From a New York Times–bestselling author: A woman is kidnapped on a Caribbean pleasure cruise—only to be rescued by the most dangerous man she knows.
In the wrong place at the wrong time. Amber Larkspur is on a cruise ship headed to the Caribbean when she witnesses an abduction. The target is a powerful Washington senator who is a friend of her father’s and a member of the president’s inner circle. Then Amber is abducted too. Terrified that she’s going to die, she is shocked to be rescued by the seductive stranger who shared her bed a year ago. But Michael Adams hasn’t come to save her.
Haunted by the explosion that killed his wife and daughter, Adam Tchartoff lives for the day he can carry out his retribution. To the world he’s a heartless assassin. As Michael Adams, he can infiltrate the most impenetrable terrorist cells. Now a covert government mission has thrust Amber into harm’s way. The only way to protect her is to keep up the pretense. But will his hunger for revenge cost him the woman whose passion has brought him back to life?
This ebook features an illustrated biography of Heather Graham, including rare photos from the author’s personal collection.
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About the Author
Heather Graham (b. 1953) is a bestselling author of more than 150 romance, suspense, and historical novels that have sold seventy-five million copies worldwide. Raised in Florida, Graham went to college for theater arts, and spent several years acting, singing, and bartending before she devoted herself to writing. Her first novel, When Next We Love, was published in 1982. Although she became famous as an author of romance novels, Graham has since branched out into supernatural horror, historical fiction, and suspense, with titles such as Tall, Dark, and Deadly (1999), Long, Lean, and Lethal (2000), and Dying to Have Her (2001). In 2003 the Romance Writers of America, whose Florida chapter Graham founded, granted her a lifetime achievement award. She lives, writes, and scuba dives in Florida with her husband and five children.
Read an Excerpt
A Perilous Eden
By Heather Graham
OPEN ROAD INTEGRATED MEDIACopyright © 1990 Heather Graham Pozzessere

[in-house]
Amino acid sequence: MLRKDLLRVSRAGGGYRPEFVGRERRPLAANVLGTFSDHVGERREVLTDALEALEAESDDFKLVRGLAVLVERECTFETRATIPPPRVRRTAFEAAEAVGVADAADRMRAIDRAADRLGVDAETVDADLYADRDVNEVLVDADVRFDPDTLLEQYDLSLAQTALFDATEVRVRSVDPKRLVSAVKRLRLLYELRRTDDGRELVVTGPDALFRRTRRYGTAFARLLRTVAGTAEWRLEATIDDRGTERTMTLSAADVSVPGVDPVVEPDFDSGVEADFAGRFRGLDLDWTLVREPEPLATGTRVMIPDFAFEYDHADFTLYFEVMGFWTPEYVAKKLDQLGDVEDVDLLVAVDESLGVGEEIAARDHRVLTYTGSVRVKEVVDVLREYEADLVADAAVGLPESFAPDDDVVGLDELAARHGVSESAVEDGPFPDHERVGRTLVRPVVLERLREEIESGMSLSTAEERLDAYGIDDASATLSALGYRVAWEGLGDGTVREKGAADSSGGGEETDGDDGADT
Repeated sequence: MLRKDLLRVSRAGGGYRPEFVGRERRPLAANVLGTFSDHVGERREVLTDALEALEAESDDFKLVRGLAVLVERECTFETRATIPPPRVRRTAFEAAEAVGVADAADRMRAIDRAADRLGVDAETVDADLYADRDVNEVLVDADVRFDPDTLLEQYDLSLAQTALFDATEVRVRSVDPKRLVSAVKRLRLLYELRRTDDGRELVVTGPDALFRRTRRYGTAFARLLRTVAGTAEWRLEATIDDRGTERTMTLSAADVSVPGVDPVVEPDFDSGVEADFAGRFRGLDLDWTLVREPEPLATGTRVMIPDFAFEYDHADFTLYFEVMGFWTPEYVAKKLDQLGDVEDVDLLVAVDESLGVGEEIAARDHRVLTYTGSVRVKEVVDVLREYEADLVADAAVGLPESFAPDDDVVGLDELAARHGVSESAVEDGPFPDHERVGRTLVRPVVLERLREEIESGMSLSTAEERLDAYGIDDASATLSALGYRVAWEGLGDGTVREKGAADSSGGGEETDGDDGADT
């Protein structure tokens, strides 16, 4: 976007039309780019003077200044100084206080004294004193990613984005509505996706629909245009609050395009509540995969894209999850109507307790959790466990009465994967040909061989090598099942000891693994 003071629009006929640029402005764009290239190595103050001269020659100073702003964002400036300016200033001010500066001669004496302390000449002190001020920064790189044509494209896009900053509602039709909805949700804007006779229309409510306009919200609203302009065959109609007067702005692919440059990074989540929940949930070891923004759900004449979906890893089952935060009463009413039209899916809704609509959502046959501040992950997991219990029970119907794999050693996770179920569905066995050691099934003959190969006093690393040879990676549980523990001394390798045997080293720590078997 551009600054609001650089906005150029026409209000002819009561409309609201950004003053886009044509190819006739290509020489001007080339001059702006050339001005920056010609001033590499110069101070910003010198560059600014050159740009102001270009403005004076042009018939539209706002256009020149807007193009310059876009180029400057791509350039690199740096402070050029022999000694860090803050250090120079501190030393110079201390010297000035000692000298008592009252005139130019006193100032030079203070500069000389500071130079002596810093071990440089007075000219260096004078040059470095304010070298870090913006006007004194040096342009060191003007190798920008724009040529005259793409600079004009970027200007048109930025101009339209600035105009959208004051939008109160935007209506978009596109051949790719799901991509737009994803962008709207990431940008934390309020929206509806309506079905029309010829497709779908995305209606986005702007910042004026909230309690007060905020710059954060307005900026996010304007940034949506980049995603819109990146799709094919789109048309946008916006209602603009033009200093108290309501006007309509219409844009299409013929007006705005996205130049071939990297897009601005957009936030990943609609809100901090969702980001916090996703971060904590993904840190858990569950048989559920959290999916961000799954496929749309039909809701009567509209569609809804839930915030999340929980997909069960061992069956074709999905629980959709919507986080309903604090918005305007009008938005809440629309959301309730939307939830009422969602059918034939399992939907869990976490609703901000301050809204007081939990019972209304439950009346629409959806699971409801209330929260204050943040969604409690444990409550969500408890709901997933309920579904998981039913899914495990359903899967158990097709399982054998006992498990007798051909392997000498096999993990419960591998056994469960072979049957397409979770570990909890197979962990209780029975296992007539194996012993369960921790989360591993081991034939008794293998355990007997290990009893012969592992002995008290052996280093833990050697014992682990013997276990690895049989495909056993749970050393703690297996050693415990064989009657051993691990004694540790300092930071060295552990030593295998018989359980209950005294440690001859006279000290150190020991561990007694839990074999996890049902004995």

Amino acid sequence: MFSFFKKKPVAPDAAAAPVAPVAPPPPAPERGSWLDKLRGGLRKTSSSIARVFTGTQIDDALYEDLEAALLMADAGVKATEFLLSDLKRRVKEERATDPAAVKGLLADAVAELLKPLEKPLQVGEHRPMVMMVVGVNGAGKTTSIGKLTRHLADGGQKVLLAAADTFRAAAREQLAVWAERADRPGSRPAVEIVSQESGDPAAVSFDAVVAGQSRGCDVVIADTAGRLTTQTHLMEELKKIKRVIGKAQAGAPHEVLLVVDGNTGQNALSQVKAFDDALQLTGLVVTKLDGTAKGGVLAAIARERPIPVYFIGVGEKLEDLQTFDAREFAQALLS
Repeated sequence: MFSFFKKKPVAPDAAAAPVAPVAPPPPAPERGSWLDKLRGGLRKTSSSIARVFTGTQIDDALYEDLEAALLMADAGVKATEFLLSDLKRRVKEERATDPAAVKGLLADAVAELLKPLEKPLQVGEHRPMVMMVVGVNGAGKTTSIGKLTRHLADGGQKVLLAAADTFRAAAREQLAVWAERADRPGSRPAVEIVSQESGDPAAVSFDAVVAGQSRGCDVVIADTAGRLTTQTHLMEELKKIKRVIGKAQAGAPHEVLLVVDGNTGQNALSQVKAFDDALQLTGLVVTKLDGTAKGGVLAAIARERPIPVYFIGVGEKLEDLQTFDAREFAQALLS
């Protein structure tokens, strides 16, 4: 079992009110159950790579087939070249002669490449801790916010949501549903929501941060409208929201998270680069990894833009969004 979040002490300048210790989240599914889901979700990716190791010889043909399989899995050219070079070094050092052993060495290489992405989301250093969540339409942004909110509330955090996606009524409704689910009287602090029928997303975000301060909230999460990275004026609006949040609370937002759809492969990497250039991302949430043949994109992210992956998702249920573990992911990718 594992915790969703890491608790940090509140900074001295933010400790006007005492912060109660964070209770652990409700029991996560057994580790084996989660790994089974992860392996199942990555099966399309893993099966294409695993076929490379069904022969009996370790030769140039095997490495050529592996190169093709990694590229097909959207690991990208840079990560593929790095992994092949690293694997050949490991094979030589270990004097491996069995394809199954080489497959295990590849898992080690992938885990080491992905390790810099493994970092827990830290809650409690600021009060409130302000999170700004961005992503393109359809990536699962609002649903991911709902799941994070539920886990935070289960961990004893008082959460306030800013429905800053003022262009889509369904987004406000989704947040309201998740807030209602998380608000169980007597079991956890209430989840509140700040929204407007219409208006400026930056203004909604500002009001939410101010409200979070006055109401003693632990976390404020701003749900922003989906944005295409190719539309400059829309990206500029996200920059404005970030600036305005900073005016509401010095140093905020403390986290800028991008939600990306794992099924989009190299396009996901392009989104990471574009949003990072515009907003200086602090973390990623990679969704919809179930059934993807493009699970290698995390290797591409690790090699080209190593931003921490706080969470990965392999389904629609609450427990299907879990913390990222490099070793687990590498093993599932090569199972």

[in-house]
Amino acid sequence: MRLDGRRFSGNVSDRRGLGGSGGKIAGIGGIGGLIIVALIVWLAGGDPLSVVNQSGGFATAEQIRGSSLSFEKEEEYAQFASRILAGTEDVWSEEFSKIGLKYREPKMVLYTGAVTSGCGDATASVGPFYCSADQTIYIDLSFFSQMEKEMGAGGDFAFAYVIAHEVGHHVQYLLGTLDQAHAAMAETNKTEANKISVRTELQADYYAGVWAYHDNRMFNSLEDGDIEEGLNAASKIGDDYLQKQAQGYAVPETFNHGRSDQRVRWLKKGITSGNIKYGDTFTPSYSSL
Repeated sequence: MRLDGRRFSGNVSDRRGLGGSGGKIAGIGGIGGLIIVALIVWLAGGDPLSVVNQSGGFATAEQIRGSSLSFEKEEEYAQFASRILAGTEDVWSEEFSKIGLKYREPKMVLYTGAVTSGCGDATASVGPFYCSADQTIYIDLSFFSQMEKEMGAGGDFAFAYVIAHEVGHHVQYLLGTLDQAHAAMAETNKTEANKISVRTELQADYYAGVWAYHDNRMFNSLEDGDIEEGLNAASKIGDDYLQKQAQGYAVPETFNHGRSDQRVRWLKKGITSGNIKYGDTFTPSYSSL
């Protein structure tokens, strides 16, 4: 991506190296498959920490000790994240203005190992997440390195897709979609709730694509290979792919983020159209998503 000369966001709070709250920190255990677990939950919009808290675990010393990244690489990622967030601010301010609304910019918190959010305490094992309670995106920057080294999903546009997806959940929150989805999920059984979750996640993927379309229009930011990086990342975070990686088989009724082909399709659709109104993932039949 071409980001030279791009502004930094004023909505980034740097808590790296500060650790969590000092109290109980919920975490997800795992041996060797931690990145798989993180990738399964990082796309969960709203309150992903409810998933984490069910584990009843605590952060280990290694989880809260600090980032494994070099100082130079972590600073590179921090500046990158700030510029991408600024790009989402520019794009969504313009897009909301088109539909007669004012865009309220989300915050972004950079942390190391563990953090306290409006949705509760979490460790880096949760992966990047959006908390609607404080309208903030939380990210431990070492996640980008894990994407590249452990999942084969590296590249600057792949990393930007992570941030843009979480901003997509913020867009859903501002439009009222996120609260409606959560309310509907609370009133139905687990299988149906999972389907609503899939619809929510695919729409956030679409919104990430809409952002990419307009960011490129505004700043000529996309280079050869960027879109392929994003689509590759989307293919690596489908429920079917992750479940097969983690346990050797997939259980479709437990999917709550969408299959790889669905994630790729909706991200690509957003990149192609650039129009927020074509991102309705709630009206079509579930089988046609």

All rights reserved.
Washington, D.C. May 15
Ted Larkspur stood just inside the French doors, the dossier he carried held behind his back, his legs spread at ease. He was quite comfortable with the position; he was a retired military man who'd somehow found himself working on Capitol Hill. He was still a young man—at least, far younger than the chief executive.
The president was down on the floor, giving his attention to a jigsaw puzzle. From what Ted could make out, the picture was a Western scene.
The president looked up with a slightly absent smile, greeted Ted cordially, then looked at the puzzle again. Ted wasn't deceived; he knew he had the man's attention.
"You've got something for me?"
"Yes, sir. I think I've got exactly what you want."
The president reached out, and Ted stepped forward to hand him the folder, taking care not to tramp on the puzzle.
Still on the floor, the president opened the file. Dark eyes surrounded by the creases of many decades quickly scanned the report. He stared for a long time at the eight-by-ten glossy of a man he found in the file.
The face was an interesting one. Full of contradictions. Close-cropped light hair, light eyes—the color was impossible to tell from the black-and-white photo. Broad cheekbones, yet the face was still somehow slim. The nose had been broken somewhere along the line. The mouth was full, but held tightly. The standard glossy caught something of the man behind the face. Something of a sharp stare. Something keen, alert. Wary. Not so much as if he was always watching, but as if he was always ... prepared.